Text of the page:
JODY HOLTON — Healthy living and kicking the tobacco habit
You have decided to work towards a healthier lifestyle. You have increased your activity levels. You are making better food choices based on fueling your body rather than rewarding yourself with calorie dense foods.
However, you are still using some form of tobacco, even if you have cut down, or even worse, you have switched to smokeless tobacco with the idea it is better for your lungs.
You are still addicted to tobacco. Yes, that is the correct term, addicted. Tobacco is very addictive, and smokeless tobacco is even more addictive than smoking.
Smoking in America is down — but not out. Today, 20 percent of U.S. adults are smokers, compared to 45 percent in 1965, when smoking was at its peak. But even at the current level of tobacco use, an estimated 440,000 Americans per year lose their lives to lung cancer, heart disease, emphysema or other smoking-related illnesses.
On average, smokers die 14 years before nonsmokers, and half of all smokers who don’t quit are killed by their habit, even if they are following other healthy habits. Recent reports show tobacco use is on the rise in teens, a tragic situation.
Let’s go over some very common myths, reasons and excuses. I have heard them all. The most pathetic thing I see is people smoking while they walk across the parking lot to the front door of the gym and then stamp out the cigarette just before walking in.
Worse yet, wads of tobacco spit out near the front door. YUK.
Myth: My other healthy habits make up for my tobacco use. Some tobacco users justify their habit by insisting proper nutrition and lots of exercise is enough to keep them healthy.
Not so. Tobacco use affects every organ system in the body, and thinking that you’re going to find the perfect lifestyle to counteract it effects are just not realistic.
Myth: Switching to ‘light’ cigarettes will cut my risk. Smokers who switch to brands labeled “light” or “mild” inevitably compensate for the lower levels of tar and nicotine by inhaling smoke more deeply or by smoking more of each cigarette. Similarly, cigarettes labeled “natural” or “organic” are no safer than ordinary cigarettes.
Myth: I’ve smoked for so long; the damage is already done. The damage caused by smoking is cumulative, and the longer a person smokes, the greater his/her risk for life-threatening ailments.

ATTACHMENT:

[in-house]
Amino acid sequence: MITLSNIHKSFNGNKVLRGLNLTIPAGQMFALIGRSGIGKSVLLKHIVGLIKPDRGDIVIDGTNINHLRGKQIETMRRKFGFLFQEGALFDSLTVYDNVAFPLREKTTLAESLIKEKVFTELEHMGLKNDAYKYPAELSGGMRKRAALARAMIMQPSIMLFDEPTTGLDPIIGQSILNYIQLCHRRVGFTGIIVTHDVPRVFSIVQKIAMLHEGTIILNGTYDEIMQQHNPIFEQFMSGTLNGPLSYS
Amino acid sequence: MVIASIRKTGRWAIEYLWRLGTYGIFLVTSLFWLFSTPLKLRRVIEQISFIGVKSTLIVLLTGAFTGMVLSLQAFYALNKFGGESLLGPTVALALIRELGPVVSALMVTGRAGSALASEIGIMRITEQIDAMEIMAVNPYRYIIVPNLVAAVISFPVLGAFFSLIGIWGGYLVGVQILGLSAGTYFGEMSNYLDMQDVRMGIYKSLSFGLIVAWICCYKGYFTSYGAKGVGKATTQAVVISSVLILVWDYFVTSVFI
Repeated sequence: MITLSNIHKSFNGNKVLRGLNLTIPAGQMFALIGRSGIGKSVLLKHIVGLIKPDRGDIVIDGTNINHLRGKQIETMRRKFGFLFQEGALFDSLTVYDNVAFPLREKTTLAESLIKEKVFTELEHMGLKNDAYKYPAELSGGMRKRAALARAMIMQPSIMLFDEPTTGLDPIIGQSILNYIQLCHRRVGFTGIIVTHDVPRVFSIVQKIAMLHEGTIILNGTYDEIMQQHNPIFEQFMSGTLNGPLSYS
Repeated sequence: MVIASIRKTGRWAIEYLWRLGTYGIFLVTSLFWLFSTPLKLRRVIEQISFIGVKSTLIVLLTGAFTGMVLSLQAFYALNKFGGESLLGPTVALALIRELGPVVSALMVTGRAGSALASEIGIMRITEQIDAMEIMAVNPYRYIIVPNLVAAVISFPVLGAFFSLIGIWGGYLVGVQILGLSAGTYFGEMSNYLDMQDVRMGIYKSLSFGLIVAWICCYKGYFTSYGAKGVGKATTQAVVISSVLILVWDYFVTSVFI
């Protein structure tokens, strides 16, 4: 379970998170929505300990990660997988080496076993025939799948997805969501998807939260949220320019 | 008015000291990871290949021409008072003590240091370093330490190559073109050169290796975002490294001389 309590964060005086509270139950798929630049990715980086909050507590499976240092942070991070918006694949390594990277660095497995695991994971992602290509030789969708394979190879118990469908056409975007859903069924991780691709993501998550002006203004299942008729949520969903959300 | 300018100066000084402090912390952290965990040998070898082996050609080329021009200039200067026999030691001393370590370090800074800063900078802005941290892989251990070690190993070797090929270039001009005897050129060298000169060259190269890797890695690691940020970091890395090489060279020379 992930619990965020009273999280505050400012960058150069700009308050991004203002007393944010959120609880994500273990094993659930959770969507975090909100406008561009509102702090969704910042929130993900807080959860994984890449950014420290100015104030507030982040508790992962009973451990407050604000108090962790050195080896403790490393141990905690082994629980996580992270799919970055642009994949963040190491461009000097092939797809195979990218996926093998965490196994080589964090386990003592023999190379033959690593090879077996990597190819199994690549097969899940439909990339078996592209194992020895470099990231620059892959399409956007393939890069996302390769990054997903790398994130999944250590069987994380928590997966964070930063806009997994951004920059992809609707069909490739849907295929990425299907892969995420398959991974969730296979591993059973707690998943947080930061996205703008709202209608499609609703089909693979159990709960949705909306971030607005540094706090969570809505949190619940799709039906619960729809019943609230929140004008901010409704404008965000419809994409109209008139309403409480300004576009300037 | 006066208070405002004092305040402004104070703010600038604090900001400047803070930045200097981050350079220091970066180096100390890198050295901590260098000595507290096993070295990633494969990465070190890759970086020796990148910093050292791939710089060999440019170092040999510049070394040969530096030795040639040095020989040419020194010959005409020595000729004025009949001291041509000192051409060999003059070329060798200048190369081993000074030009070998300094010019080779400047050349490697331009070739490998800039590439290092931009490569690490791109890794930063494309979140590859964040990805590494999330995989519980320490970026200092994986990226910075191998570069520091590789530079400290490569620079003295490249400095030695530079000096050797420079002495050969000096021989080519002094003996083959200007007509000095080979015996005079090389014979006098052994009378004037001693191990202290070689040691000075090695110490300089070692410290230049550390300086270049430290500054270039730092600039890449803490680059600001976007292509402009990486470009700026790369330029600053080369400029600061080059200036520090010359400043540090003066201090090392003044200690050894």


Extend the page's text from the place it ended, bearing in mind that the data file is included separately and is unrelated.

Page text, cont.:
But quitting smoking at any age brings health benefits. According to the American Cancer Society, smokers who quit before age 35 prevent 90 percent of the risk of health problems from smoking. A smoker who quits before age 50 halves his/her risk of dying within the next 15 years compared to someone who continues to smoke.
Myth: Trying to quit smoking will stress me out — and that’s unhealthy. True, tobacco withdrawal is stressful. But there’s no evidence that the stress has negative long-term effects. In fact, research shows smokers who quit begin eating better, exercising more and feeling better about themselves.
Myth: The weight gain that comes with quitting is just as unhealthy as smoking. Smokers who quit gain an average of 14 pounds. But the risk posed by carrying the extra pounds is miniscule compared to the risk of continuing to smoke. Besides, you have already made that decision to live healthier and you aren’t filling your body with junk foods anymore.
Myth: Nicotine products are just as unhealthful as smoking. Nicotine is safe when used as directed. Even using nicotine every day for years would be safer than smoking.
After all, nicotine products deliver only nicotine. Cigarettes deliver nicotine along with 4,000 other compounds, including more than 60 known carcinogens, according to the American Lung Association.
You can do this. No one can make you; YOU have to really want to quit. And let’s look at another bright bit of news; the average one-pack-a-day smoker spends $2,325. each year! Just think of what you can do with an extra 2 Grand!
It’s all up to you, living healthy is a total lifestyle commitment that you are in complete control of. I believe in you. You can do it!
Jody Holton writes about health for Port Arthur Newsmedia. She can be reached at firstname.lastname@example.org.
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